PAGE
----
• Comment number 4.

    I think the role of captain once commanded a certain amount of respect, like many things in modern society this is no longer the case. I don't feel qualified to judge if this 'trend' is a good or bad thing, it is merely my observation. Some see captaincy as an honour, others may feel weighed down by the 'burden.' So "how crucial is the captain's role?" probably depends on the individual. Good blog though.

  • Comment number 5.

    Unless Roy Race is Scottish, I'm afraid it's going to matter relatively little who their captain is, given their current lack of available talent.

    For which I have some sympathies.

  • Comment number 6.

    Does a captain have to be a popular member of the team?

  • Comment number 7.

    The influence of a captain depends on many things such as the quality of the player and the team. If you have a team like Chelsea, it is full of world class experienced players who can all stand up and be counted. JT as captain isn't essential to them. When you look at Liverpool, especially when their backs are against the wall, that is when Gerrard is at his best so it gives the whole team a lift. I think that the captaincy is as big as the man who sports the armband and the confidence and determination he can inspire into his teammates.

  • Comment number 8.

    'nough respect Jack. but Gary 'whoops' Caldwell or Barry 'v is for victory' Ferguson? you're having a Rory mcgrath :)

    Fletcher or perhaps Mcmanus yes

  • Comment number 9.

    I think the people who say that a captain is no longer needed or useful support teams that don't have an exceptional captain. A great captain, a leader, makes the difference when it matters - he can help inspire every other player and every fan into believing they can win. Most teams wont have a player capable of doing this to such extreme levels, and instead simply have eleven professionals who give their most week in week out - and hence the armband seems insignificant to the people watching these teams. Yet some teams will have a captain who can make the difference, and will always make the right decision (Steven Gerrard the prime example) at the right time. These players are extremely important to every major success, and they can often be the difference between success and failure.

    I think a great captain is rather underrated in modern football and the job isn't taken seriously because there are very few around.

    As for Scotland, I don't believe Barry Ferguson or Gary Caldwell should be in with a shout. Darren Fletcher has always seemed a bit ligthweight for the armband in my opinion, and doesn't have the ability to inspire those around him to up their game. Stephen McManus would probably be my first choice because on the field he is as close to a leader as we have - and is usually solid for Scotland (despite a few slip ups in the last year).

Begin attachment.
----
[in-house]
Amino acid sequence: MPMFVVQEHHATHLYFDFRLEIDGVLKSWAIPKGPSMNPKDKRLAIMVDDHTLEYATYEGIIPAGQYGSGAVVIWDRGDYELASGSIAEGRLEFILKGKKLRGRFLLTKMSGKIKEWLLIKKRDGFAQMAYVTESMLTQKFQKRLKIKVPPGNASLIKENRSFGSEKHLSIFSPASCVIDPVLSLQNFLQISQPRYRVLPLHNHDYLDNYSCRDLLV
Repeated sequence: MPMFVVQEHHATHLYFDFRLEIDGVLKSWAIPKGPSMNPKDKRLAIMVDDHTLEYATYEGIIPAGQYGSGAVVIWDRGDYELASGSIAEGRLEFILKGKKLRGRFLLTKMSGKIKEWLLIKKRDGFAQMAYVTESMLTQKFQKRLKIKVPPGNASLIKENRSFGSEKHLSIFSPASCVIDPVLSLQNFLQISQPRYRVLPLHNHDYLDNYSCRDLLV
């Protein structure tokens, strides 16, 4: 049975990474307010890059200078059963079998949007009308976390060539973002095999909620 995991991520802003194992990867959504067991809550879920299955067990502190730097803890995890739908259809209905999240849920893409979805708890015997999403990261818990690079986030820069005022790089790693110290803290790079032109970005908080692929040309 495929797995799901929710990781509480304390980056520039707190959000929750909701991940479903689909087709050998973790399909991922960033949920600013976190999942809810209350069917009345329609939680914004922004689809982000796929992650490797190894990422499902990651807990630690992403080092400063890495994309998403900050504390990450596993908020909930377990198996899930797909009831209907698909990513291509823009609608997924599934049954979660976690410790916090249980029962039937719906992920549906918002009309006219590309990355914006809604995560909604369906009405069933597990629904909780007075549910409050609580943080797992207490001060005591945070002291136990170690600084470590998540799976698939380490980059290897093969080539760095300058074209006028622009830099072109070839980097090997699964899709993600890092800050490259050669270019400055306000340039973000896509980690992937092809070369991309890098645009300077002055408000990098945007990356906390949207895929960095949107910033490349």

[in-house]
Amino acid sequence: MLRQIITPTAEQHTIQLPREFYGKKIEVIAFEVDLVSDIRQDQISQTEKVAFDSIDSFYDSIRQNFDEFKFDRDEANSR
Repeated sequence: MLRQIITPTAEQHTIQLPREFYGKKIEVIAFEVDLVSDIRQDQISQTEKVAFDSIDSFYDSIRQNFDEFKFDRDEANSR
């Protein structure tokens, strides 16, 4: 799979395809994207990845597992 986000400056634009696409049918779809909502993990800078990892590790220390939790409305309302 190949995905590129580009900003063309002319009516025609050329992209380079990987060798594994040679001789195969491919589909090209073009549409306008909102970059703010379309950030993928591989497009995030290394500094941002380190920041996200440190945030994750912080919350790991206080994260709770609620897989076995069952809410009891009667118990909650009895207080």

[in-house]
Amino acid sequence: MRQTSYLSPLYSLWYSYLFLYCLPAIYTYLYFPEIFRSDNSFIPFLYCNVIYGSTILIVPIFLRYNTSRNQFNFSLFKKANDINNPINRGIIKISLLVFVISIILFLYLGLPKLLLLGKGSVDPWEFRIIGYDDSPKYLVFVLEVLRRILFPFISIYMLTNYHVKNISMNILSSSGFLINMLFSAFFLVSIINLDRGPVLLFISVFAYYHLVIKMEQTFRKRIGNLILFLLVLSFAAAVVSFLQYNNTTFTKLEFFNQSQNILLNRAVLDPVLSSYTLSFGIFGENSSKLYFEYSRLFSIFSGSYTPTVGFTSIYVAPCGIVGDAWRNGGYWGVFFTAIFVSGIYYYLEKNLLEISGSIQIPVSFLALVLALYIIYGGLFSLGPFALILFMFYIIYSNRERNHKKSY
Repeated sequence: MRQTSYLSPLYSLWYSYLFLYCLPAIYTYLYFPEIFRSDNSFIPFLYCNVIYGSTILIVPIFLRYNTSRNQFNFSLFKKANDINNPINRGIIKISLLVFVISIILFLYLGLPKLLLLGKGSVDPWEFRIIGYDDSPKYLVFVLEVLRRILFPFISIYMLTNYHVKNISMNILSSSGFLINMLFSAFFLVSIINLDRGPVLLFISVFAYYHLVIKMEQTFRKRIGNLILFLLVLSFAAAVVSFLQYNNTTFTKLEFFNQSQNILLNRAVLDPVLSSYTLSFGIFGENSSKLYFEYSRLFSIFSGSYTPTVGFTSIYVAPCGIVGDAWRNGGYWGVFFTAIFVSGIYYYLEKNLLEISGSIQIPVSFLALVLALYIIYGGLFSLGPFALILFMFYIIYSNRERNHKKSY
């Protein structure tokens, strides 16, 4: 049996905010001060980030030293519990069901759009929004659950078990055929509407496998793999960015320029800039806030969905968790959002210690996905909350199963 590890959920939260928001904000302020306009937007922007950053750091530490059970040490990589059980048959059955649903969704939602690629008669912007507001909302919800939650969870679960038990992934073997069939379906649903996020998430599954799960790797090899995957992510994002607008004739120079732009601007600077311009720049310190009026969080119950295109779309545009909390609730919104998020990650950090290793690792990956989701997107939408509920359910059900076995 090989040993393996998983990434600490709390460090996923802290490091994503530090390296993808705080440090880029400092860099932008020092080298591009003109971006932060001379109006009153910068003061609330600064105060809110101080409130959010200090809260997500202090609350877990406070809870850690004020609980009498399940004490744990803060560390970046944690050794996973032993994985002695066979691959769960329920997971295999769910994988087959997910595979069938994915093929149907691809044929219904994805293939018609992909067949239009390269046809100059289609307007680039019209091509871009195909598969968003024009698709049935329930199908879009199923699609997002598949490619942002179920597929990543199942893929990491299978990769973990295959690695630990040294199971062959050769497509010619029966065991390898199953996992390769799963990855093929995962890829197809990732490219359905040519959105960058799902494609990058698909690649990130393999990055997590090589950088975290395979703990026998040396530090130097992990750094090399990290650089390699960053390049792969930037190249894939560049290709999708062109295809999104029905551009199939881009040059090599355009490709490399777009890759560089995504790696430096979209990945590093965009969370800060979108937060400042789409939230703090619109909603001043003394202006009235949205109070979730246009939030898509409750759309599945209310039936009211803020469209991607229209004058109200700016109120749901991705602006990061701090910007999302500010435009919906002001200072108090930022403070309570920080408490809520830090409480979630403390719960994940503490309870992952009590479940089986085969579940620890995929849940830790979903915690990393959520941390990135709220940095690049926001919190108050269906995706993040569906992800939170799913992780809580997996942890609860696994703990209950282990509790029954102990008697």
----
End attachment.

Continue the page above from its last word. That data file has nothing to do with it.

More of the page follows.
I've always found John Potter a peculiar choice as captain for St. Mirren. While definitely improving this year he's always seemed to me to inspire fear more than confidence throughout the team because of his lack of technical and physical ability that often gets capatilised upon as part of a back four (when we have three centre backs this does not happen much). I know you can't really slate Potter on here, but is he really an ideal captain? Does he have greater influence upon the team that we in the stand see?

  • Comment number 10.

    I think that the captains role in a team is very important. My main reason being that the rest of the team look to the player as a leader on the field, other players can learn a lot from a team captain. A captain can'tjust be any one player,they have to have the right characteristics to succeed as a team captain.

    I've recently started my own football blog, please take time to visit and take part, thanks...

  • Comment number 11.

    I've lamented the lack of an on field captain at United for a couple of seasons now, Neville is a great club captain but the constant passing of the band come game day to my mind lessens an honour that many players aspire to but some may never reach.
    In saying that it doesn't appear to have hurt uniteds on field performance & maybe you only need a captain as a face & mouth for all the off field interviews etc.

  • Comment number 12.

    Paul Mckenna. An example of a superb captain.

  • Comment number 13.

    yep i've always found inspiration from steven gerrard. especially when i wish to attack a defenceless man in a bar with a group of equally mullered professional footballers.

    john terry gets stripped of his captaincy for being involved with the private life of two consenting adults, gerrard captured on cctv attacking a man in a bar not only avoids prosecution but his club by their actions condone thuggery.
    what i dont get is why gerrard got away with it but his accomplices were prosecuted with affray?

    strange sets of values at play?

  • Comment number 14.